• Create Related, Supplementary Pages and Internal Links - It's nearly impossible to completely capture an entire subject with content on a single page. And even if you could, it'd be overkill for the intent of most users. Instead, create supplementary pages that relate to your target topic and link it to your original, high-trafficked page. For example, if your original page was about your used car business, you could write a separate page that provides reasons to buy a used car over a new car, linking to that page. You could also create a list of the best used cars to buy, using data from sources like Consumer Reports and U.S. News. Over time, these pages will build authority on their own, and pass some of that along to your main used cars page.

 

  • Redesign the Page to Increase User Interaction - Small issues like low average time on site and high bounce rates could be bringing down your once high-ranking page. Google is implementing more and more user interaction-based factors into its algorithm, so you'll need to make sure your site is not just providing great content but a high-quality experience as well. To help with this, you could redesign the page to include images, video, interactive tools to keep users engaged on-site longer. As a result, you should also see higher conversion rates.

 

You're Not Focusing on Local

 

Over the past few years, Google has placed more emphasis on location-based search. These are business results pulled from Google My Business and Google Maps that allow users quick access to relevant information about local businesses, such as location and phone numbers.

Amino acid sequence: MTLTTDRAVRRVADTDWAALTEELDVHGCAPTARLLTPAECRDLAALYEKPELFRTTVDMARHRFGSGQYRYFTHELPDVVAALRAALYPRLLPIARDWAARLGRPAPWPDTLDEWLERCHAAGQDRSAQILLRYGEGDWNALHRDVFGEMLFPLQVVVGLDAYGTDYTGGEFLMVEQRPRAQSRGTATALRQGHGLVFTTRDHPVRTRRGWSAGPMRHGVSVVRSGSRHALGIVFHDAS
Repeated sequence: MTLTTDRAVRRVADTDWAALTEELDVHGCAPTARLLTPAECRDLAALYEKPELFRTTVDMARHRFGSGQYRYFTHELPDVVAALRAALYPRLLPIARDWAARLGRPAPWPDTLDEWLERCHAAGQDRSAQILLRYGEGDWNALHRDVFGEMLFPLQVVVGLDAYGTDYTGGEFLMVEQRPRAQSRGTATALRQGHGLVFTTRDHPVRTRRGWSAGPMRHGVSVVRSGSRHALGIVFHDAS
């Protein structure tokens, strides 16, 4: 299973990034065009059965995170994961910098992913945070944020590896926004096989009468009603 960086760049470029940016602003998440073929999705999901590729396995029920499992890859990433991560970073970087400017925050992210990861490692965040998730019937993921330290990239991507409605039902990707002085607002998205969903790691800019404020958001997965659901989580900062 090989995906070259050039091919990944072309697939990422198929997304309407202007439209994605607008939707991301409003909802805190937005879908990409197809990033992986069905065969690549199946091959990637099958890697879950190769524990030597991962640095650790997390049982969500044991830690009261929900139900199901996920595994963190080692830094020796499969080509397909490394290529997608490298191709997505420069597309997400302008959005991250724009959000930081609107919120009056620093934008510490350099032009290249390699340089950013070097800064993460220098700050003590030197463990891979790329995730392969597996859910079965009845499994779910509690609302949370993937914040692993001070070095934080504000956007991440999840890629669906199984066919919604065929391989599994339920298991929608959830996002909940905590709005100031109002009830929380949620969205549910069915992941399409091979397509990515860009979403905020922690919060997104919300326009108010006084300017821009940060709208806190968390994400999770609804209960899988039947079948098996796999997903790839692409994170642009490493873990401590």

While not a completely new feature, more and more keywords are triggering these local pack results each and every day. As of writing this, Google has also recently modified the design of the local pack dramatically. Instead of showing 3-7 results, they've standardized it to only show 3 results, linking to maps results if a user wants to view more.

 

A lack of local focus in 2015 could cause your overall traffic to dip if your competitors have beat you to the punch. But that doesn't mean all is lost!

 

To gain traction in local, you need to have four key factors:

 

  • A complete and optimized Google My Business Page.
  • Citations (local listings) with consistent NAP across the web.
  • Content optimized with locally-focused keywords.
  • Consistent flow of quality reviews on Google and across the web.

 

Your Strategy is Not Consistent

 

One of the biggest misconceptions with SEO is that it's something that you can just stop and start whenever you feel like it and see results. In some cases, you can do on-off SEO and see results. But to grow your overall organic traffic and improve rankings, there needs to be a consistent strategy in place.

 

In a lot of cases, if you're not adding new content, updating old content, working on building links and new local citations, you're not going to see consistent growth. If you want that, you need a consistent strategy. This means you can't have a BDC associate working on SEO in their spare time and expect any tangible results.

 

I've said it before and I'll continue to say it: SEO is a full-time job. Start taking it seriously, and you'll open up opportunities to increase traffic, leads, and sales!